The chief of the Khmer Rouge's main torture centre, being tried by a UN-backed tribunal on genocide charges, today asked the Cambodian people to give him "the harshest punishment."
The statement from Kaing Guek Eav, who headed the notorious S-21 prison in Phnom Penh, came as a widow wept before the court, demanding justice for the death of her husband and four children during the Khmer Rouge reign of terror.
"I accept the regret, the sorrow and the suffering of the million Cambodian people who lost their husbands and wives," the defendant told the tribunal.
"I would like the Cambodian people to condemn me to the harshest punishment."
Kaing Guek Eav - better known as Duch - is being tried by the genocide tribunal for crimes against humanity, war crimes, murder and torture.
Up to 16,000 people were tortured under Duch's command and later killed during the Khmer Rouge's 1975-1979 rule. Only a handful survived.
Duch became an evangelical Christian and worked for international aid organisations after the Khmer Rouge were deposed.
He is the first of five senior Khmer Rouge figures scheduled to face long-delayed trials and the only one to acknowledge responsibility for his actions.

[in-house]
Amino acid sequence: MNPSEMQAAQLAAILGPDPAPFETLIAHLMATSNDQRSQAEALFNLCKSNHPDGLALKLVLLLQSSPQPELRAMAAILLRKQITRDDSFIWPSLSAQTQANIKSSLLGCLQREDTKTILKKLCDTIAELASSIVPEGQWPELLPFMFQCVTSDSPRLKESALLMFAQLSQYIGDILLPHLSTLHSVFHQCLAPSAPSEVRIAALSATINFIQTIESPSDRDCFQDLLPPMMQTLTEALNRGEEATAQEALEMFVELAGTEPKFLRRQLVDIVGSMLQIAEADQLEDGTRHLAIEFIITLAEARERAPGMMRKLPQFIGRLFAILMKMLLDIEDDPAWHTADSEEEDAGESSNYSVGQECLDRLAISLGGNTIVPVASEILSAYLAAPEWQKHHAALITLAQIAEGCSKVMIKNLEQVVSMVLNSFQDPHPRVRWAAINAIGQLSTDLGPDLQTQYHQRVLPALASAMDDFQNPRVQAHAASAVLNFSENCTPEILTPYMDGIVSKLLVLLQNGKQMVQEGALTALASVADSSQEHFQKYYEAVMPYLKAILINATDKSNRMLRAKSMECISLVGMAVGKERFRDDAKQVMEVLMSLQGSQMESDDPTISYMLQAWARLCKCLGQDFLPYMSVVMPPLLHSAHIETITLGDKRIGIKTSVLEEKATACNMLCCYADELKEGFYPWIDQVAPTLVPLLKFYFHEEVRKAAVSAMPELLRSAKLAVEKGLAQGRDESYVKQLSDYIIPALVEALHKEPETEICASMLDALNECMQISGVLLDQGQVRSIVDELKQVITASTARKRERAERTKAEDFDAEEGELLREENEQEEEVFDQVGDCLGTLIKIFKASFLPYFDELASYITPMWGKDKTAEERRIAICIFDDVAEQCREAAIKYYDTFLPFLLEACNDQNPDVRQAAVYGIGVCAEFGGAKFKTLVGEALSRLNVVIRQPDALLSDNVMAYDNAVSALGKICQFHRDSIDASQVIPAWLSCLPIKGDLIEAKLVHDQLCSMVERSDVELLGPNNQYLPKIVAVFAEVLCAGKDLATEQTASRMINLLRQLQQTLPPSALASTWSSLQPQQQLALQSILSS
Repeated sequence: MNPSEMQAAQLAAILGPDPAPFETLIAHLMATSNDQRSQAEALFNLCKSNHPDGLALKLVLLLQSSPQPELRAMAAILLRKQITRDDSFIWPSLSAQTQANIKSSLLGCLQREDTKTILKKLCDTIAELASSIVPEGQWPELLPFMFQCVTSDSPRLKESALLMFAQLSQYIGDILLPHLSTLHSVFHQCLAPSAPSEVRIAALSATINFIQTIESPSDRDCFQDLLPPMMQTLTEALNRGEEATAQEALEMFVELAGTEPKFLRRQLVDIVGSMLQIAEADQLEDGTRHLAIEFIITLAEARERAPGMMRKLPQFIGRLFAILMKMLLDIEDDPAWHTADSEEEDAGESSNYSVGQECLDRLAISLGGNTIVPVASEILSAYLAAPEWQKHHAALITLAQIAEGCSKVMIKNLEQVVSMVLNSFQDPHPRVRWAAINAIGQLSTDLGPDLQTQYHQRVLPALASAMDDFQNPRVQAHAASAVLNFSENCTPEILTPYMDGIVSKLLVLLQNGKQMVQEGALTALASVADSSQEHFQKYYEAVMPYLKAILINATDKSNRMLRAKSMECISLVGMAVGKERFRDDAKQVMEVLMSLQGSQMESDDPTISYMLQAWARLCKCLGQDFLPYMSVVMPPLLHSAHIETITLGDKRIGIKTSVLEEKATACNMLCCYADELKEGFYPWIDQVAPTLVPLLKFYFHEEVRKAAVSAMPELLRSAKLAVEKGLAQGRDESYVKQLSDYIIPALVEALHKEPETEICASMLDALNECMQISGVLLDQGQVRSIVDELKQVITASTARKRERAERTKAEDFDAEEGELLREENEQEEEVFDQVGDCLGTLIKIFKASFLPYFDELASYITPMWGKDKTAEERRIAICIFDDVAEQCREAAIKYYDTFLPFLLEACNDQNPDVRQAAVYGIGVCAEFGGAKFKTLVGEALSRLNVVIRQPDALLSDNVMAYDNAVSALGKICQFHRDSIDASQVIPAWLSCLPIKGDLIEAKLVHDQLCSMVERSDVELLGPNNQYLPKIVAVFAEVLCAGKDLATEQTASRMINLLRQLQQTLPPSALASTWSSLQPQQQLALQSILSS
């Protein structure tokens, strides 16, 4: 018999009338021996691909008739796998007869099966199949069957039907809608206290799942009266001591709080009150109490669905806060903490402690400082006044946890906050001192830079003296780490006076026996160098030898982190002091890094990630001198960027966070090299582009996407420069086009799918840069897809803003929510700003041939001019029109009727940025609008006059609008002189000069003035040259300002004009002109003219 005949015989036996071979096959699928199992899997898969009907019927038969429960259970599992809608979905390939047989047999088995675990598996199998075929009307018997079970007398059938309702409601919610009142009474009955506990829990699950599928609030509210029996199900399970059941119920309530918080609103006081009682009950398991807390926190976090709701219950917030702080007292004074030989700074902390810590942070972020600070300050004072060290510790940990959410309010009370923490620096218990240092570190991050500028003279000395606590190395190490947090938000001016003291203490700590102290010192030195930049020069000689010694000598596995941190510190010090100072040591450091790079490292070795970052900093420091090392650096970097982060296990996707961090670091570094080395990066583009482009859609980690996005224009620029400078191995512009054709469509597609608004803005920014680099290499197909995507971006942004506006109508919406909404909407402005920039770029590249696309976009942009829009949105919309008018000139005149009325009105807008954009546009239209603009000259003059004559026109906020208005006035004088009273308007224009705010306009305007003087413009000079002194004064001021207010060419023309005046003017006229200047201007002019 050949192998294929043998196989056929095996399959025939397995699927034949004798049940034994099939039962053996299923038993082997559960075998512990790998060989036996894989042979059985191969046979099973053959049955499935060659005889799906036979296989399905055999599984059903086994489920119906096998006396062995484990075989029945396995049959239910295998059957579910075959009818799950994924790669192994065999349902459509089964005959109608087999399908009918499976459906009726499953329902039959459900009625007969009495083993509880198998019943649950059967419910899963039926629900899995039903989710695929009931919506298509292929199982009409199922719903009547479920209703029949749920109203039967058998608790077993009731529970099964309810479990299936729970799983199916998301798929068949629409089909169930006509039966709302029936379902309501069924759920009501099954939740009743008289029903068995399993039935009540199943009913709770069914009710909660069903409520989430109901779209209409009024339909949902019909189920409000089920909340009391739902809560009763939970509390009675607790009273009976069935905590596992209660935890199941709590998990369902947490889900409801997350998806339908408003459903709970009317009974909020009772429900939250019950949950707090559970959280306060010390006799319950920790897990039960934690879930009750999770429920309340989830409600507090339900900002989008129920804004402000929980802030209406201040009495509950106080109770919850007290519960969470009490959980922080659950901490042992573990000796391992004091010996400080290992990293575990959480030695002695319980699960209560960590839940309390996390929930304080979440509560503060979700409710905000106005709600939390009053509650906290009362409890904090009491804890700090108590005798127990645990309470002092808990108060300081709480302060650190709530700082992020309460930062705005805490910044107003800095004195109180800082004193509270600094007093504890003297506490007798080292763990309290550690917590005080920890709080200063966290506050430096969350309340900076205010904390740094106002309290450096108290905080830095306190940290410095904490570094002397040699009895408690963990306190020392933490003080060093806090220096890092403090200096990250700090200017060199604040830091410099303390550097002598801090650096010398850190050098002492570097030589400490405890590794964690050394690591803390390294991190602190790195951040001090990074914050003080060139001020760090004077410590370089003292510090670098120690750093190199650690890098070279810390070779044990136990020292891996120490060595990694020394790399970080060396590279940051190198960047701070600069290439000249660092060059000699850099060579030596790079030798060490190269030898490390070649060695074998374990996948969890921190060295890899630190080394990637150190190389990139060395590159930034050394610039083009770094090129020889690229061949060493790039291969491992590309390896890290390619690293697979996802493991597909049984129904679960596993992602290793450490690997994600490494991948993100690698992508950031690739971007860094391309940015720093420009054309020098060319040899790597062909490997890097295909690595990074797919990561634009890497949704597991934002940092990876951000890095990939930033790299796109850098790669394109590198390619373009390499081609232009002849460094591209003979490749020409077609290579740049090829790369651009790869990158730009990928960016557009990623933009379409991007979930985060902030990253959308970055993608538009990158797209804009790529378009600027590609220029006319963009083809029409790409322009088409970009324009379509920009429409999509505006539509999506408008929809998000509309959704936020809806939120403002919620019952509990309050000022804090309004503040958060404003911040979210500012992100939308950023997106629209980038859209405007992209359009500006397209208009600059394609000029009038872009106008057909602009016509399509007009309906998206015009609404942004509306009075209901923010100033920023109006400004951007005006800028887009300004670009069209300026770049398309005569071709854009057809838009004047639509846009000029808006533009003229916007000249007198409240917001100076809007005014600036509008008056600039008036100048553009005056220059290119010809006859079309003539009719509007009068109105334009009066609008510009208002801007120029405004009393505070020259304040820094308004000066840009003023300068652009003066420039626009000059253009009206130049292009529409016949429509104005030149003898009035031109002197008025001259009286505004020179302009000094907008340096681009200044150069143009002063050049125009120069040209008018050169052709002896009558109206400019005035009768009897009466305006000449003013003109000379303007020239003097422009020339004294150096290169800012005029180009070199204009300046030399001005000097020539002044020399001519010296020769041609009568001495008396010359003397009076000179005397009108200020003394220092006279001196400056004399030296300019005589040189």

His trial, which started in March, is expected to finish by the end of the year.
During today's court session, Bou Thon, 64, said her husband was a driver at the Khmer Rouge's Industry Ministry when he was accused of being a traitor and sent to S-21. She was assigned as a cook.
Her husband and four children vanished, and Bou Thon said she believed all were killed at Choeung Ek, better known as the Killing Fields, outside Phnom Penh where S-21 prisoners were dispatched for execution.
With tears in her eyes, Bou Thon said she tried to forgive and forget but could not.
Duch, asked by the judge to speak about the Khmer Rouge killings, said they were "like the death of an elephant which no one can hide with only two tamarind tree leaves."